Social Impact

Changing lives through film



As a social enterprise, our mission is to have a positive impact on the world around us. At Inside Job Productions our focus is on supporting people with lived experience of mental health, providing training and employment opportunities for those underrepresented in the film industry, supporting those in the criminal justice system, and engaging marginalised communities.

If you want to have a social impact, achieve your ESG goals, work with an organisation with a purpose, and make a difference - all while getting great film content that packs a punch, we want to hear from you.

These are a few of the projects and schemes we have run over the years.

2023-2024 Impact Report

At Inside Job Productions, our focus is on supporting people with lived experience of mental health, providing training and employment opportunities for those underrepresented in the film industry. In 2023-2024, our focus was on providing a rich and engaging training programme for young people impacted by their mental health, in partnership with two leading mental health charities. See the difference we made in our impact report here.

IJP Impact Report 2024 final

Production Trainee Scheme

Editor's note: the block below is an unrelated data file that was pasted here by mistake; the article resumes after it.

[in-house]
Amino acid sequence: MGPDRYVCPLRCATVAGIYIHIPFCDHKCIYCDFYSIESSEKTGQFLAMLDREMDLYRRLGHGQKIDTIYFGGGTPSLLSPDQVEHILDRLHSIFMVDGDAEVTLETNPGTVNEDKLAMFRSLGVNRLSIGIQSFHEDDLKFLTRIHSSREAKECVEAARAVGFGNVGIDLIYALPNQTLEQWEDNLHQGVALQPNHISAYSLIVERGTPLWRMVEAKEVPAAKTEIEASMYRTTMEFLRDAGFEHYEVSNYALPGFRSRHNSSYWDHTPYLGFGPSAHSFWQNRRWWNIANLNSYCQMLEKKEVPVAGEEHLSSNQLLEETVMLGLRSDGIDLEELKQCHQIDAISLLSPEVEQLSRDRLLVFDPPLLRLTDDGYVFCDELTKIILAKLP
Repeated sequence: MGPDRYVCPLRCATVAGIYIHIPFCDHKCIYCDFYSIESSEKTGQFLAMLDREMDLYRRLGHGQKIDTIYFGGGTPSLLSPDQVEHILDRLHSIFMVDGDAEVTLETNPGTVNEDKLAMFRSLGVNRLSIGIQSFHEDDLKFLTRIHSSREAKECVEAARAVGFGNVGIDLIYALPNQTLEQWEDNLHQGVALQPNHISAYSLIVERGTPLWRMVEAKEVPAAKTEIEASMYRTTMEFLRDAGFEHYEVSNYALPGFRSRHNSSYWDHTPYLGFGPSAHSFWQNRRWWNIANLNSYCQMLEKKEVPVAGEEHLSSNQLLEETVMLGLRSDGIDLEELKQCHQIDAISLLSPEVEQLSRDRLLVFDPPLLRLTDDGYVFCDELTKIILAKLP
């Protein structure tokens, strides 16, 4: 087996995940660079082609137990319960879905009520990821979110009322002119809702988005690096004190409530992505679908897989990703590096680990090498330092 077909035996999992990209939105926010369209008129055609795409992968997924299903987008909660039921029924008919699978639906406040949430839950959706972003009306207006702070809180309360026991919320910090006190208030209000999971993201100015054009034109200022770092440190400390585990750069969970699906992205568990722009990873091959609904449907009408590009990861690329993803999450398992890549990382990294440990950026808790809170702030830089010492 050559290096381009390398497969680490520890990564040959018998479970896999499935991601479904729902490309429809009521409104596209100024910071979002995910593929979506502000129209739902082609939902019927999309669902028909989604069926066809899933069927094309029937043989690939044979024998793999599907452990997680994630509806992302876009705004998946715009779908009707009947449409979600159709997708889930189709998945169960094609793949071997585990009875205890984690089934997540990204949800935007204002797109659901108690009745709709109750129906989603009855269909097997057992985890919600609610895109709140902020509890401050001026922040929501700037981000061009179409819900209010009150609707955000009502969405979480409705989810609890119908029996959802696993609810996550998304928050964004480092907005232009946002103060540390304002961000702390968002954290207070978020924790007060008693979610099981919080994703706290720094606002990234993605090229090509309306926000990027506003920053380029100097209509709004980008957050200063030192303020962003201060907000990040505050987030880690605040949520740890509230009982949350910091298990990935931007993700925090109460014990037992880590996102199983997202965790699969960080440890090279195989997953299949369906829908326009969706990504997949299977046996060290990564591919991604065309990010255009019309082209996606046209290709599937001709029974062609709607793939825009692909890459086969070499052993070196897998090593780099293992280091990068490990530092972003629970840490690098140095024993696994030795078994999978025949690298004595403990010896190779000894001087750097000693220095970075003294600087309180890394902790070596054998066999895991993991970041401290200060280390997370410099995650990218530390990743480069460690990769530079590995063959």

Through our Production Trainee Scheme we offer training and employment opportunities. Paying the London Living Wage, we train an individual over a 6-9 month period on key skills needed in film production, and they work on live projects such as our Mental Health Media Production Unit in prisons, and our new venture with Rethink Mental Illness and ThriveLDN.

Ayo says: “It has been an honour to work with a company that uses film production and media training to tackle and bring awareness to such important social issues. I am so grateful for all the new skills I have acquired, and the trust that was put in me as a production assistant.”

Read more about the Production Trainee Scheme social impact

Rethink Mental Illness

We have been employing a Production Trainee to develop, create, shoot and edit content for Rethink Mental Illness’ new TikTok channel, aiming to reach people with mental illness and challenge the stereotypes that prevail.

Read more about Rethinking mental health social media

It has been so successful that we are continuining the scheme with Rethink Mental Illness and also employing a trainee to work with ThriveLDN.

Mental Health Media Production Unit

Since beginning in 2020, the Mental Health Media Production Unit has worked with over 100 people in the criminal justice system, producing over 20 films and reaching 7000 prisoners. The programme, at HMP Wandsworth and HMP Isis, with a grant from His Majesty’s Prison and Probation Service, focused on mental health and the wellbeing that comes from engaging with film.

Rus, a participant said: “I’ve learnt so much in such a short amount of time working with Owain, Kiz and the Inside Job Productions team. When I look back at where I was just a few months ago, I can’t believe how much I’ve been able to do. I really hope to continue developing my skills in filmmaking and bring it to my community.”

See the difference the Mental Health Media Production Unit made

Downview media